The line of street itself has never been level. From Wade's Place it rises to the Recreation Ground, then falls more gradually to the Coroner's Court. In the later eighteenth and early nineteenth centuries this part was sometimes called Poplar Hill.
The earliest reference to the High Street may be, by implication, in 1452, when a cottage at 'Stanbregge' is mentioned, (fn. 7) probably referring to the 'stonebridge' situated at or very near the west end of the High Street. The King's way mentioned in 1481 also probably refers to the High Street. (fn. 8)
Pre-seventeenth-century references to streets or buildings in Poplar, excluding Blackwall, are to the High Street area or North (now Saltwell) Street, which from at least the late fifteenth century has extended northward from the High Street's western end. In the seventeenth and eighteenth centuries the High Street was sometimes called simply 'Poplar' in title deeds. In 1718 a dweller in the High Street described himself as a resident 'in the hamlet of Poplar Street'. (fn. 9)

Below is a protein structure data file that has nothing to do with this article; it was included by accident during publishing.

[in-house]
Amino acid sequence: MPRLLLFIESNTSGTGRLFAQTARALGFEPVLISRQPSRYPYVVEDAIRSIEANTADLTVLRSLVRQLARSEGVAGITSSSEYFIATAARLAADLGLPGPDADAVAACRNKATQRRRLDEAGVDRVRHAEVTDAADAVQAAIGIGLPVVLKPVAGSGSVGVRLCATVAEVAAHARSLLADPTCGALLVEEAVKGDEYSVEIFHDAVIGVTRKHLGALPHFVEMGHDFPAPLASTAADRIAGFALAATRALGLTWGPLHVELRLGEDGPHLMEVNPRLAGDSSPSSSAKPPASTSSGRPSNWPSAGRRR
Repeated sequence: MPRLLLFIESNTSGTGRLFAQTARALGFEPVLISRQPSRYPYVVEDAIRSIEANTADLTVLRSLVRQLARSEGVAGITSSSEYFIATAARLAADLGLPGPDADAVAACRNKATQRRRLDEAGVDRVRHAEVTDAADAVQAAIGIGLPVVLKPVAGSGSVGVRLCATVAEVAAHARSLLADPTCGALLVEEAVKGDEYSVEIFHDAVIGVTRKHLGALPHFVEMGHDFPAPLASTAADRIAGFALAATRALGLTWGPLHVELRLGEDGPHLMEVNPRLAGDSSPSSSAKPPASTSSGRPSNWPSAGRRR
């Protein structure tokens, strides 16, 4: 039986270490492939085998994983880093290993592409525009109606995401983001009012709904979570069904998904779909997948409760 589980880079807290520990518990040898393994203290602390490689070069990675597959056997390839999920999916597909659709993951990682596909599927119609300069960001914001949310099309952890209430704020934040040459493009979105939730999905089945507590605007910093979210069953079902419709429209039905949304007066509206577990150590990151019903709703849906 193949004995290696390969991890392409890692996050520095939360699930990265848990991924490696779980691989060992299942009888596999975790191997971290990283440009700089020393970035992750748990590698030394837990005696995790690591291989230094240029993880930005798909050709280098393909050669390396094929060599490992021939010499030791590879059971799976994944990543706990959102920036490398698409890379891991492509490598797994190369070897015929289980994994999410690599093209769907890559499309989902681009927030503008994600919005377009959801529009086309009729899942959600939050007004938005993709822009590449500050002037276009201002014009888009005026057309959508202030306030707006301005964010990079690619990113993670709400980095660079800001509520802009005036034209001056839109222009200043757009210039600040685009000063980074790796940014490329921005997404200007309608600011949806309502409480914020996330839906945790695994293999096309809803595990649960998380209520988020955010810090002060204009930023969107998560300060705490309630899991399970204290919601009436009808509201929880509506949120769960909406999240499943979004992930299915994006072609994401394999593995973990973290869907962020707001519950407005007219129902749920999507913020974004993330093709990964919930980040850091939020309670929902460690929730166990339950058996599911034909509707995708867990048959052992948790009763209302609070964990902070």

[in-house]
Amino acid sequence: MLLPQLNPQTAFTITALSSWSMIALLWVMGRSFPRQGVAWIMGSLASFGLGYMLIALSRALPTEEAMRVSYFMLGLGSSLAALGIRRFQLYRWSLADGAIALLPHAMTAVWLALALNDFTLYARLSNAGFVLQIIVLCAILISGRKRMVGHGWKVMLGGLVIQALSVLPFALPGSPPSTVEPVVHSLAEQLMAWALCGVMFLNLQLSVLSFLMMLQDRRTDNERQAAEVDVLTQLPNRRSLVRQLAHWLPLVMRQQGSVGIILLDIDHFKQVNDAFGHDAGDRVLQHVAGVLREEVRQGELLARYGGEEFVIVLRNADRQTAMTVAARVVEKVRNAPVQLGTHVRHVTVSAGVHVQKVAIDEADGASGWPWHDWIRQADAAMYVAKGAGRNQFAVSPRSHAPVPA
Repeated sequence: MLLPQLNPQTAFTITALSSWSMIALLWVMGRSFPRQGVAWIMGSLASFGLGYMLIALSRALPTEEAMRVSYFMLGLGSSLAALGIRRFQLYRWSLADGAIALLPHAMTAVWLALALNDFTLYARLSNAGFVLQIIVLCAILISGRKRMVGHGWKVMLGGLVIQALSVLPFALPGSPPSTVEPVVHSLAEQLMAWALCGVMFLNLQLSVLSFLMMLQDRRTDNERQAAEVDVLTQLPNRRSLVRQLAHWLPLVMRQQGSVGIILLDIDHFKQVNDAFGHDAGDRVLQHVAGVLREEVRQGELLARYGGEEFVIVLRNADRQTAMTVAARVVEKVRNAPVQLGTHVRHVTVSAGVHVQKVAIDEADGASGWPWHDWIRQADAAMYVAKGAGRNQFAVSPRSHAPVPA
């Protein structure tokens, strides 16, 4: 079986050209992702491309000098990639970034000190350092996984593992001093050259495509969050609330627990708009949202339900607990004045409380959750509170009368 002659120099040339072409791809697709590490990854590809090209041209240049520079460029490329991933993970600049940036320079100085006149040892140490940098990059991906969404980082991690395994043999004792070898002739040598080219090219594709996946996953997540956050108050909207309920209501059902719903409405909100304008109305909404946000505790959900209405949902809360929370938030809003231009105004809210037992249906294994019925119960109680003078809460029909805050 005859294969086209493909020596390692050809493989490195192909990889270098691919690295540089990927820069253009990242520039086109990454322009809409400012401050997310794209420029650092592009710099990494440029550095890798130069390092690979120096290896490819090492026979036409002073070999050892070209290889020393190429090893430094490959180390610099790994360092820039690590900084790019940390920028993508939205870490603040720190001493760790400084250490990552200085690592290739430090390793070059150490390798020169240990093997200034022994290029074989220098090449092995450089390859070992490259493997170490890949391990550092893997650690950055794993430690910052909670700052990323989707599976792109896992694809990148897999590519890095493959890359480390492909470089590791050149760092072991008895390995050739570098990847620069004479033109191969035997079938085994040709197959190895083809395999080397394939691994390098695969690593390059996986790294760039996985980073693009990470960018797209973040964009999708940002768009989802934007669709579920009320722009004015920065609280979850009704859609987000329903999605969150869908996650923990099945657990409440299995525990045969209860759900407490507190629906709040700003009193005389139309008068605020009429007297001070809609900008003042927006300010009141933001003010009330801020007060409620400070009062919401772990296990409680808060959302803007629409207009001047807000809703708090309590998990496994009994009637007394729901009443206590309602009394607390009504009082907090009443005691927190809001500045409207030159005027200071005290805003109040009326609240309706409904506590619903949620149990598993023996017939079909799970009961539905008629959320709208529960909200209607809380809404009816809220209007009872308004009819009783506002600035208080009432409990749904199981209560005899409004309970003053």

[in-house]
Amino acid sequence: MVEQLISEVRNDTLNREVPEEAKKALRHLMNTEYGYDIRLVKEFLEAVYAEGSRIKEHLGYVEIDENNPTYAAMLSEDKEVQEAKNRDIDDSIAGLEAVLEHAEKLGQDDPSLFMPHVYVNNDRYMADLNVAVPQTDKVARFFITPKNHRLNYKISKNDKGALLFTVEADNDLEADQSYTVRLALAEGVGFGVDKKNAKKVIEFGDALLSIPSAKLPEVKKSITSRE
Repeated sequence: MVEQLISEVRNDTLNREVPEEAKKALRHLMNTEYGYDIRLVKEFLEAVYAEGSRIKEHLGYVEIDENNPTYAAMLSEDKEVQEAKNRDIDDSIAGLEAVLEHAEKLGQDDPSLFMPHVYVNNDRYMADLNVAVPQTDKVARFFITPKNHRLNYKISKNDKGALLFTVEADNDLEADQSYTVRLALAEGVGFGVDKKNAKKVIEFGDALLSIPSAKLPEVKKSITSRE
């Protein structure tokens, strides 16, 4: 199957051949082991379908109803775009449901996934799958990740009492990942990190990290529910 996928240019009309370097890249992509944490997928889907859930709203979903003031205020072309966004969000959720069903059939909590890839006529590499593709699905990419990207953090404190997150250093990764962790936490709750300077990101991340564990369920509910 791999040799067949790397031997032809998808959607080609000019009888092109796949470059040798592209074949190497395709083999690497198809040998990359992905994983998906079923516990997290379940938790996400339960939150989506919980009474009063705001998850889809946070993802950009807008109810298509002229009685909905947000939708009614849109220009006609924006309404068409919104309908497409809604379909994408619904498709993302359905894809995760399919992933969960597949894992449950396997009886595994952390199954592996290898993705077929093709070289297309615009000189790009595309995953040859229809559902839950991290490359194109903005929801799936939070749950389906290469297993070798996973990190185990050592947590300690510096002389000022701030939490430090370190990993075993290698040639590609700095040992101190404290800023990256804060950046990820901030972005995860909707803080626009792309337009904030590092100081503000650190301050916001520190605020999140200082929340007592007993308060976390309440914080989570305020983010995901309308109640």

The institutional buildings of the hamlet were naturally located here. Among them was the 'Town House', where the inhabitants of the hamlet met to discuss its business at least as early as 1661. (fn. 10) It was situated in the roadway at the top of what was later called Harrow Lane. (fn. 11) A building in this conspicuous position is shown on a plan which has been dated to 1573, (fn. 12) and was probably then already the 'Town House'. In 1770 the hamlet decided to take it down and replace it by a Town Hall on part of the workhouse site further west along the street. (fn. 13) The 1573 plan affords direct, if slightly doubtful, evidence for the street's early development. A coloured manuscript plan, covering Poplar and the Isle of Dogs, it shows the street pictorially as almost entirely built-up, with perhaps larger houses in North Street (Plate 145a). (fn. 14) The representation of the High Street as consisting of red-roofed houses with prominent chimneystacks in a many-gabled highway that mixed 'end-on' and 'sideways-on' alignments to its frontage could be either real or symbolic: the illustrations of old timber-framed houses in the street usually show narrow gabled fronts, but sometimes, for example at Nos 302–304, a roof-ridge parallel to the street. (fn. 1) Whether gabled or not, by 1586 seven messuages westward of Dolphin Row (where the 1573 map shows a single house) had been built under one roof. (fn. 15)